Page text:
This is Shakti

This is Shakti

1. Everything I need is within. I was the last to pick a canvas. I didn’t rush to get my paints. I was feeling anxious, and had made the conscious decision to be patient and kind with myself. Somehow I knew that whatever was within me would come forth, no matter what external resources I had.

2. I can no longer say ‘I’m not an artist’. This process unlocked the artist in everyone who participated. Many of us were beginners, and each person created their own unique masterpiece. Everyone can do this. We just need the support and tools to draw out our inner creative fire.

3. Mandalas are a portal. We can access deep realms of consciousness when creating or contemplating a mandala. I don’t quite know how it works…but that’s the point. Our logical mind is not in control; we’re perceiving and interpreting from the heart. The process is mystical and ineffable.

4. Art opens people like lotus flowers. It was amazing to watch, and experience in myself, the joy that unfolded over the weekend. I was able to bring forth something that had been waiting for the right moment to express. Everyone was discovering this hidden place within themselves. There was a sense of wonder in the air. New life was being birthed.

5. I created it…but I didn’t. My experience flowed more easily when I let go of thinking of ‘my’ painting, ‘my’ possession – when I dropped the ego. Yes, it emerged from within me…but I like to think of it as a co-creation with a greater essence that is both me and not-me. I couldn’t grip it too tightly.

6. This is life. I felt an overwhelming sense that life could be so much more than mass consciousness programming would have us believe. Being in the zone of creativity and stimulating conversation, free from iPhones and Facebook, was such an immense, life-affirming contrast to the 9-5 matrix I’d become so accustomed to in the past.

7. Mandala painting is therapy. I’m convinced that the act of mixing colours, putting brush to canvas, being in a supportive group, and creating a personal, sacred work of beauty would heal in a weekend what might take years in traditional therapy. The mandala gave me a vision into my own soul.

8. Self-expression is a shared process. Self-expression is not a solitary act. It requires a community to receive it. Creating art with others helped me let go and trust in the group. The group’s presence impacted what I created, whether or not anything was verbally expressed. Communication transpired on an unseen level.

9. Surrender. I became anxious when I thought too far down the line, e.g., the next colour I’d choose and whether it would ‘look good’. There was a fear of screwing things up…anticipating what could go wrong instead of trusting that each layer would be reveal itself in the perfect sequence. I relaxed when I surrendered to what was right in front of me.

10. The Divine Feminine is awakening. She is here. At the beginning of the weekend, we each gave ourselves a name – a symbol for our journey at this point in time. I picked ‘Shakti’. I’d been very much feeling the presence of the Feminine, seeing coral-red colours in my recent meditations. These colours materialized in the mandala without forced effort. Magic!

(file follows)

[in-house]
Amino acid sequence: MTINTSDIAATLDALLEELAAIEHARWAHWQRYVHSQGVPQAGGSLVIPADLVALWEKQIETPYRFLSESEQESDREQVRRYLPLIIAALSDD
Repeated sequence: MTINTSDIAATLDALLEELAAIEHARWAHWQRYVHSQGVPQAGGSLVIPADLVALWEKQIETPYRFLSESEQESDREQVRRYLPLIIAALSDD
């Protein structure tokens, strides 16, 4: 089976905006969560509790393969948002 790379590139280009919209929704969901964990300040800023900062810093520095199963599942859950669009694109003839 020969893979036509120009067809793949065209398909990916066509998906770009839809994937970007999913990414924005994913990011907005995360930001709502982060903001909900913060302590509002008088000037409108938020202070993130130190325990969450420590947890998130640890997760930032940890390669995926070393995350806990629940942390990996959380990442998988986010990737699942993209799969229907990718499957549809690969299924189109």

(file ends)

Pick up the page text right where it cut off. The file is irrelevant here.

I am looking forward to painting more…the portal has been opened!

we are all creative

A few weeks ago I met up with my friend, the awesome Eager Beaver.  She looked at me and said, “So missy, you’re a writer.  Where have you been hiding?” (I had recently told her about my blog, and she’d read the whole thing in one sitting.)

My first instinct was to deflect.  I’m not a writer.  I’m not writing a book.  I have a blog.  A blog does not a writer make.  But instead of saying any of those things, I let her words sink in.  I smiled at the compliment – because, in my opinion, Eager Beaver is a great writer.  For her to consider me in that category was pretty cool.

Later, I thought more about my initial resistance.  Where did that sense of hesitancy and discomfort come from? Why the feeling that, in calling myself a writer, I was somewhat of an imposter?

IMG_0819

When I was a child, the response to ‘What do you want to be when you grow up?’ was always ‘Writer’.  As a teenager, it narrowed down to ‘Magazine Writer’. (Anyone remember Sassy mag? Dream job!)  There wasn’t much else I really wanted to do.

But over time, I absorbed some negative messages: Writing is competitive.  You didn’t go to school for it.  You need connections.  There’s no money there (unless you’re a bestseller).  As a profession, it appeared reserved for a select few.  The joy I derived from writing was replaced with pressure, performing, being judged, and getting paid.  And so, apart from my diary, I buried my words and carried on with more practical matters.

I think there are many of us who feel our deep creative potential, but don’t know how to access or express it.   There is a sense that something profound is missing in our lives; so close, yet so far away.

Even though we know the creative process should be fun and joyful, it is also marked by ambivalence.  We may fear that others will judge our creations (and ultimately us).  But it’s mostly we who judge ourselves.  Our inner critic (ego) is relentless, comparing us to others, measuring us to impossibly high standards, labelling our creations as ‘good’ or ‘bad’.